Preparing to welcome a new child is one of the most intense, emotional, demanding times in any waiting parent’s adoption journey. It’s also when friends and family are likely to have the most questions! Keeping everyone in the loop can be overwhelming. One way to handle it is to write a letter. Here’s a heartfelt and inspirational example from a waiting (now adoptive!) parent, who shared her letter on Facebook.
Respite is a vital support for many adoptive families, but it can be a challenge to access funding and to find trustworthy and reliable caregivers. In this article, an adoptive mom of many explains how to make respite a basic part of your family lifestyle rather than a last resort.
“I can’t deal with this right now”
My beautiful daughter’s hair was plastered to her head, soaked in sweat. Her clothes were covered in dirt from her tantrum, which almost always has her kicking and screaming on the floor, or the ground, or wherever.
When Ellen and her husband adopted a child from foster care, they were blindsided by the challenges. Now, Ellen is the happy mother of a successful adult daughter. She hopes her story encourages other parents to hold on to hope.
Being a parent is never easy. Add in the complexities of adoption, trauma, and special needs, and you’re likely to discover that tactics like time outs and star charts are useless at best. What does that leave you with? Amanda Preston’s surprising suggestions may be just the tricks you need.
Rethinking bad behaviour
You’re standing in your kitchen washing dishes when suddenly your 10-year-old child walks in. He asks if he can have an ice cream sandwich. Dinner is in 5 minutes so you calmly let him know not right now, but after dinner.
How our brains grow
We’re each born with as many brain cells as the Milky Way has stars—approximately 100 billion of them. These brain cells cells, known as neurons, form connections that are called synapses. They divide and multiply like wildfire, creating new cells and and forming even more connections. In a positive, healthy environment, the brain explodes with growth until around age 3.5.This frenzy of growth slows and levels off after that, but it doesn’t stop. By mid- to late childhood, a typical brain contains twice as many synapses as it did at birth.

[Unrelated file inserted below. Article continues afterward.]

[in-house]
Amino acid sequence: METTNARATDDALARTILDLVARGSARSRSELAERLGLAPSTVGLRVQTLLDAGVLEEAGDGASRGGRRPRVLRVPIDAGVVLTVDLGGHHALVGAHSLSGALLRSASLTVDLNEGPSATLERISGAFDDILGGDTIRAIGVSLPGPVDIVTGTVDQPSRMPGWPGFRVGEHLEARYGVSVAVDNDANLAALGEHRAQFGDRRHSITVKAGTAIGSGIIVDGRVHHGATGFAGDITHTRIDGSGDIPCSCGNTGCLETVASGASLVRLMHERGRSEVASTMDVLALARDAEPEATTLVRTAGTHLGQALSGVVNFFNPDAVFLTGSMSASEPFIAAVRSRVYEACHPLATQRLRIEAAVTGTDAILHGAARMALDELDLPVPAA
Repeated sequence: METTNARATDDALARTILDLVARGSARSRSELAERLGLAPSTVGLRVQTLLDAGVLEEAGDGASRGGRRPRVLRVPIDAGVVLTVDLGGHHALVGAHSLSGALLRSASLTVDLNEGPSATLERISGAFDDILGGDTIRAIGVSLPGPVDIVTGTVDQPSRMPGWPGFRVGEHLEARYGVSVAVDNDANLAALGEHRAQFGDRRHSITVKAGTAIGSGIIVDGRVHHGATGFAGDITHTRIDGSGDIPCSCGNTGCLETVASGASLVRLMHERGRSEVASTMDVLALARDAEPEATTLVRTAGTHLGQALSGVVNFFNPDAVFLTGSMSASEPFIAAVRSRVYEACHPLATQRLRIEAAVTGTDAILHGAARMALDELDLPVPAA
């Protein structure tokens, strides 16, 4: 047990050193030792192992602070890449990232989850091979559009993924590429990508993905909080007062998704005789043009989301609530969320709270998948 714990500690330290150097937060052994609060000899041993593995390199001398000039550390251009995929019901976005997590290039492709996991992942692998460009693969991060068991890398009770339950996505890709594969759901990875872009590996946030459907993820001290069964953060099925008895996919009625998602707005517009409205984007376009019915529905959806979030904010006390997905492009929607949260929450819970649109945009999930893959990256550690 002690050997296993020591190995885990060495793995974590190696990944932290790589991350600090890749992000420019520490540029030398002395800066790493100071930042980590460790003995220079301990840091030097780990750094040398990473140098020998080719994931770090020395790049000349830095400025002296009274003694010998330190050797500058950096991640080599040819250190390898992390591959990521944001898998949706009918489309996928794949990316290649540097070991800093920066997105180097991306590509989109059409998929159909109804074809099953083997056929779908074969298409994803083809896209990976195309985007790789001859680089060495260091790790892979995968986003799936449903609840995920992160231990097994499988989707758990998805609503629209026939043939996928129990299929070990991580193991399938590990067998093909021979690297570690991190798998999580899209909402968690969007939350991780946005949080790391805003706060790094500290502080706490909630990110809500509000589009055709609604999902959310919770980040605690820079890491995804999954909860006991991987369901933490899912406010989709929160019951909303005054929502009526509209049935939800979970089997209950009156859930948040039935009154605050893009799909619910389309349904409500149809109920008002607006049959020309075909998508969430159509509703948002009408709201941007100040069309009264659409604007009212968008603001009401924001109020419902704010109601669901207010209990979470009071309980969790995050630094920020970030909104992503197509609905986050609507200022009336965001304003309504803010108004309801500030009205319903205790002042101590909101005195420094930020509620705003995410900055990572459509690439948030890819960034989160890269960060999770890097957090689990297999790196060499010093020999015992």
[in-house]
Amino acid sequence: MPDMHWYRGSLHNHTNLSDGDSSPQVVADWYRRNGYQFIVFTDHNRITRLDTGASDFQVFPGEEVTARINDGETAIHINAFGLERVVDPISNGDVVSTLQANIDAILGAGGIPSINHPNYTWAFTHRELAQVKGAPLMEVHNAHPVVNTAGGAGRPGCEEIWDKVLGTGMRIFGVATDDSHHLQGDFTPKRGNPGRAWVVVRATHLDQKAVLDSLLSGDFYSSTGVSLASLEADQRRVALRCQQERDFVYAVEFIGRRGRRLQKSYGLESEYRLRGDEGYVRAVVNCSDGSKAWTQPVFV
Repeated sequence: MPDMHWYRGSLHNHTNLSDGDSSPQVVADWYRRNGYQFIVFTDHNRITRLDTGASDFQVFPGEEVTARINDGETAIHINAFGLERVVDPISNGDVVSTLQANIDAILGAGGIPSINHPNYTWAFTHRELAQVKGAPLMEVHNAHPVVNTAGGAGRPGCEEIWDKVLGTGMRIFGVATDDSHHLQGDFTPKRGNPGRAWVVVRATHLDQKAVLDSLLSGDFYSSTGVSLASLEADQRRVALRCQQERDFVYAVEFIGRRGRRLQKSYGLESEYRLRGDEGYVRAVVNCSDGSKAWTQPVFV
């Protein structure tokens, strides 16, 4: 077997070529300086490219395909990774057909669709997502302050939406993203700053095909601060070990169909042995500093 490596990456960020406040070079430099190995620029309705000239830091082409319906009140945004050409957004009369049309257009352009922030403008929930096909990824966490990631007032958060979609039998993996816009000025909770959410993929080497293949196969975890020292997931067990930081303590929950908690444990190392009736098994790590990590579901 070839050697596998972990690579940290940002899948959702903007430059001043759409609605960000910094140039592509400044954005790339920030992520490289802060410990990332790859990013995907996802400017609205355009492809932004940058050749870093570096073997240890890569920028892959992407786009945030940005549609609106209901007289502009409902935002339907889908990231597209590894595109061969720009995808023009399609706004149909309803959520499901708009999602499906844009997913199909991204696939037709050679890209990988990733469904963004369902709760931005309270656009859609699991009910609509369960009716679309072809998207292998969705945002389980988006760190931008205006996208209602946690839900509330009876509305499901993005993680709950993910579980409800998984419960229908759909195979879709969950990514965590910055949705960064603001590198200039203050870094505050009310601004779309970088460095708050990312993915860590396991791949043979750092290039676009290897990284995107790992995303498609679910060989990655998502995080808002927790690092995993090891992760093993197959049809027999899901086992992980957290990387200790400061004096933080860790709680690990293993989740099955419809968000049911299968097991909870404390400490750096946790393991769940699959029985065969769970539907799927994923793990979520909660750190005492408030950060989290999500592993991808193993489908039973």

New research reveals that prenatal alcohol exposure impacts the entire body, not just the brain.
A whole-body disorder
For the past several decades, the widely held assumption in the field of fetal alcohol spectrum disorder (FASD) research has been that a fetus’s brain is by far more vulnerable to the damaging effects of alcohol exposure than any other part of its developing body.
Storytelling can help your child receive a more accurate assessment
Advice from a counsellor on how to recognize and help wounded children and youth.
Trauma: adoption’s shadow
Many children and youth who are adopted have been exposed to highly stressful situations and traumatic events; however, the resulting special needs these children can experience aren’t always recognized or supported. It’s vital for caregivers and professionals to learn the signs and symptoms of trauma as they present in children and youth, and to know how to find and access age-appropriate trauma-informed care.
As the eldest daughter in a family with 13 children, Rosaleen Milner knew all about life with many siblings. She also knew she wanted something different for her own future, something bold and adventurous. She wasn’t going to get married, and she definitely wasn’t having kids. That all changed when she met a handsome engineering student named Roger at Bible camp the summer she turned 15. A new vision started to take shape, one that would lead her on an overseas adventure, yes—but as that engineer’s wife, and the mother of their six children.
There’s no better time than the present for adoptive families to get reacquainted with Mother Nature. Angela Krueger, an Ontario PRIDE trainer, parent facilitator, freeelance writer, and adoptive mom, explains how getting outside can facilitate attachment for adoptive families, and shares practical tips to help you make it happen.
Take a walk
“Again?” my preteen asks, rolling her eyes, when I say it’s time for a walk around the block.